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J.-M. Seo, C. Dodds, Y. T. Wong, E. Kim, J. Zhou, J. W. Morley, G. J. Suaning, N. H. Lovell, S. Kim, H. Chung; Safe Implantation of a Flexible Electrode Array Into the Eye by ‘Sandwich’ Technique. Invest. Ophthalmol. Vis. Sci. 2008;49(13):3038.
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© ARVO (1962-2015); The Authors (2016-present)
To implant a silicone-based platinum multi-electrode array into the subretinal or suprachoroidal space without folding, a dual guide ‘sandwich’ technique has been developed.
A fourteen-channel platinum multi-electrode array was fabricated by silicone spin coating followed by micromachining of Pt tracks and electrodes using an Nd:YAG laser beam at 1064 nm. The thickness of the electrode array was approximately 75 µm and thus very soft and flexible. A polyimide guide was fabricated with the same shape as the silicone electrode array, except for a rounded triangular shape on the tip. A New Zealand white rabbit was used for an in vivo experiment. Two polyimide guides were coated with viscoelastic on both sides and the silicone electrode was placed between the two. A scleral tunnel was made 4 mm posterior from the corneal limbus and the ‘sandwiched’ silicone electrode was implanted through the scleral tunnel under the subretinal or into the suprachoroidal space. After identifying the position of the electrode array, each polyimide guide was removed, one at a time and the silicone electrode was kept in situ for further experimentation.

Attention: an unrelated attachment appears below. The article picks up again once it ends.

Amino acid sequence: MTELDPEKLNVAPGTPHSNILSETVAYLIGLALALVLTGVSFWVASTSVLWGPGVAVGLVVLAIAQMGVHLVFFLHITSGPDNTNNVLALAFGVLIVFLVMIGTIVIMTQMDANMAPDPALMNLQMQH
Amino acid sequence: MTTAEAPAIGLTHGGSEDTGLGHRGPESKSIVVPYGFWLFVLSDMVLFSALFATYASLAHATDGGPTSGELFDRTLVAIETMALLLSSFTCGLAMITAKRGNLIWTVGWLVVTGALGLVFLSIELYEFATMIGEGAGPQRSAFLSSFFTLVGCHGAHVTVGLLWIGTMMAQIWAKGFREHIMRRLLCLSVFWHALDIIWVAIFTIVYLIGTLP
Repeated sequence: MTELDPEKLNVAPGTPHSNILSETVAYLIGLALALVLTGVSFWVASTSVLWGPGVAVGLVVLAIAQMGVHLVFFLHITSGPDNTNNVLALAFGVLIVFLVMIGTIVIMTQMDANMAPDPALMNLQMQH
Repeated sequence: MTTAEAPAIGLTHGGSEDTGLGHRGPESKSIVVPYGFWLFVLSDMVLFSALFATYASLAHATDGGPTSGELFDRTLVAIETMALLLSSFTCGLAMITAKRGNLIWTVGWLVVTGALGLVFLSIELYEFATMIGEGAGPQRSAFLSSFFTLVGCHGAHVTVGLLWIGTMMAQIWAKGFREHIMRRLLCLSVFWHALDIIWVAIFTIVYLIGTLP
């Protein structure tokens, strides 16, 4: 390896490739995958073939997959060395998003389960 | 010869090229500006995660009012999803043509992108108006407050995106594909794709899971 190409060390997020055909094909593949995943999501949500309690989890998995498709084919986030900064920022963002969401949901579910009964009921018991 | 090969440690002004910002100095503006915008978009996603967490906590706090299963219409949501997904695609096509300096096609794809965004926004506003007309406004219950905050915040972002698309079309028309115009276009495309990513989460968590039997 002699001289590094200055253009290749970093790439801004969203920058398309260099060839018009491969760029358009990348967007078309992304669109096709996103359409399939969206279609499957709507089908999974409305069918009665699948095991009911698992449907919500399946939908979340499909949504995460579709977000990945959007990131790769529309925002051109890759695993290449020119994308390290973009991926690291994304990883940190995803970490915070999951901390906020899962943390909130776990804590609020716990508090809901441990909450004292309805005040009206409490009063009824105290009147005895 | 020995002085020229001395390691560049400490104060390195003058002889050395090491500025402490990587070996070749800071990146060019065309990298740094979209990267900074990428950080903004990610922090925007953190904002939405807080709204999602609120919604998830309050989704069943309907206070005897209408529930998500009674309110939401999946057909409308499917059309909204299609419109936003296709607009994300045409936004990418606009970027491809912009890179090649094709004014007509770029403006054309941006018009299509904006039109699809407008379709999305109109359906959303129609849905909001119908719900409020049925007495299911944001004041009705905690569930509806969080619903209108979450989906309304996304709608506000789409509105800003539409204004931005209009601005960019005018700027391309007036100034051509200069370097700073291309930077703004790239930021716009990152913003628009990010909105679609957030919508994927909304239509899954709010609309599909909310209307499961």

By the proposed method, a silicone-based multi-electrode array could be properly positioned without folding, and the placement verified by optical coherent tomography. Electrically evoked potentials recorded at the visual cortex showed that the ‘sandwich’ method was suitable for in vivo electrophysiological experimentation.
The ‘sandwich’ technique is a suitable method to implant thin, flexible multi-electrode arrays into eyes for artificial retinal systems.
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